And indeed he was. Although his hair had grown grayer and there were more wrinkles on his face, the majestic-looking Piandao seemed as fit and agile as ever as he trotted toward them. His eyes met Sokka's first. “Sokka...”
“Master,” Sokka greeted with a bow and a smile. “It's good to see you again.”
“It's good to see you, too,” said Piandao after rising from his own bow back to Sokka. “I hear much of you these days – Chief of the Southern Water Tribe. I daresay you must have matured into a better sword master than I by now.”
“Well, that's setting the bar really high,” Sokka responded with a smile he could not help. “But I have been fine-tuning my skills quite a bit lately, so...”
“So where do we have to go now, Piandao,” Katara cut him off. Sokka stared at her irritably.
“Well, as you've probably heard, the Vault is like a hall of fame for warriors and swordsmanship. I was offered a commendation now that I'm pretty much retired, although I can still keep it up pretty well,” he chuckled like an older Sokka might do. “You might expect such a place to be in a busier neighborhood, but it was built in the outer part to preserve the stable atmosphere around the relics. It's about hald a mile's walk up this path,” he finished, pointing.
Katara frowned at this, but she was the only one who did. “Let's get going,” Aang said enthusiastically as he led onward with Piandao and the others.
Fire Nation Royal Palace Edit
Zuko twitched slightly as he sat in his chair waiting for Chan to arrive. He felt guilty – guilty for not telling his friends and his wife just how serious a situation he was in. For not mentioning the most recent riots, which had been more large and violent than any to date. And of course, for not mentioning that full-scale war could break out again at a moment's notice. Matters were that fragile now. But Zuko had decided that he could get away with not telling them. He could handle it all. He had to. For his country, for his wife and for his children.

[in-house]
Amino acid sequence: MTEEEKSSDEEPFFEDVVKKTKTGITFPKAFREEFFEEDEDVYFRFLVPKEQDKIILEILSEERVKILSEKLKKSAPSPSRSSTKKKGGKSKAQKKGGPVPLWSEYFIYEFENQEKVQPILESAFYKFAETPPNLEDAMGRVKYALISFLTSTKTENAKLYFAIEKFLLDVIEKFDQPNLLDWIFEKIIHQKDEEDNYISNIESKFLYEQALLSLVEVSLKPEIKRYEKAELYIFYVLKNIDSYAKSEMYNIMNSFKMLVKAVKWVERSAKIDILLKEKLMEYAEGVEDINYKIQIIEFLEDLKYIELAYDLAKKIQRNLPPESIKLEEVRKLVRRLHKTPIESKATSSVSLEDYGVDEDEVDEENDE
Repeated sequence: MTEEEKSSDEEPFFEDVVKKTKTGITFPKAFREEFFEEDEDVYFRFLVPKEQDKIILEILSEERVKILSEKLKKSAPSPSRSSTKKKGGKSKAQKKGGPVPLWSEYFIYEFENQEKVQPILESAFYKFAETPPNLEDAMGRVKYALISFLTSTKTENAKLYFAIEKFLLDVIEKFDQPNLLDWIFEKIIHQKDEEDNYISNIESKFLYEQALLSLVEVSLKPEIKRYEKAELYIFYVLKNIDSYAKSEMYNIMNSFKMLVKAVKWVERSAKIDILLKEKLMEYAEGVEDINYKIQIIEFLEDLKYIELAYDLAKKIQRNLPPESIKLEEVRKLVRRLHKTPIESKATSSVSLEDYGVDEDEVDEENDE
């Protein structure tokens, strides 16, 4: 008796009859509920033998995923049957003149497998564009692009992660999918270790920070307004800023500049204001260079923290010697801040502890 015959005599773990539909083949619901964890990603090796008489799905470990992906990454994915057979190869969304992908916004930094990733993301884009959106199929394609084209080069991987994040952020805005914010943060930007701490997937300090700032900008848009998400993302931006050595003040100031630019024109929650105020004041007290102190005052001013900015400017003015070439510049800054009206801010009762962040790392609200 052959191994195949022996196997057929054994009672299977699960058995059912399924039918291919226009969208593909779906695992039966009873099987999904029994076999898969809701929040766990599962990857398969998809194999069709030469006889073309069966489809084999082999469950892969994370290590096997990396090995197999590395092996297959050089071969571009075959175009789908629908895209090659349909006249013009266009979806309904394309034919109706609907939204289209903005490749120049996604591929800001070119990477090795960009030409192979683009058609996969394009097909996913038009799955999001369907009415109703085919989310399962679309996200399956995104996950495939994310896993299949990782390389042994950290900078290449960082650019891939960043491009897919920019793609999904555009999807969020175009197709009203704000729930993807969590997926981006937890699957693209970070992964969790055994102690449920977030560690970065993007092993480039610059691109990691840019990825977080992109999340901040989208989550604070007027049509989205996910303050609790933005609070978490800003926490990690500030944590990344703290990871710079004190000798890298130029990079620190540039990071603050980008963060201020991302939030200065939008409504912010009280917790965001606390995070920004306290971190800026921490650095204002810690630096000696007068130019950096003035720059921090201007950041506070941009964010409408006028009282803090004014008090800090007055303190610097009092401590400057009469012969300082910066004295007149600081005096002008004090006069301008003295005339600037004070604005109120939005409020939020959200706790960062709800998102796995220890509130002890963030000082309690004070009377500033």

At last, Chan burst into the room, throwing the door open in a rush and carrying a grubby bag with scrolls hanging out at his side. “Sorry I'm late, Sir!” And with that, he placed his bag on the small, rounded table Zuko sat in front of. It fell to a side and a couple of the scrolls rolled out.
Zuko stared at him with widened eyes, but paid no response. Chan bowed respectfully. “It is an honor to be in your presence as always, my Fire Lord.”
Zuko subsequently gestured for Chan to rise. At the conclusion of their formal greeting, Chan took his seat beside Zuko at the table. They were in a smaller, more private chamber aside from the main war room and throne room. This would suit their purpose nicely. Hopefully the meeting will be brief, Zuko thought to himself. Then I may still have time to catch up with the others before the day is past. Chan seems fairly ill-prepared.
Unfortunately, though, this would not be the case for him today. “War Minister – your report,” Zuko commanded him promptly.
“Yes, sir. Harvest figures so far this year appear to show no notable improvement from last year. What food is available is typically reserved for the elite. This is a practice followed by certain local governments, not the national government. However, many of the commoners blame the national government for their woes.”
Zuko new that in this case, national government meant him. “What is your recommendation?”
“Well, a notice of censure has been issued to the provinces with the highest levels of abuse. It is probably about time to issue another one.”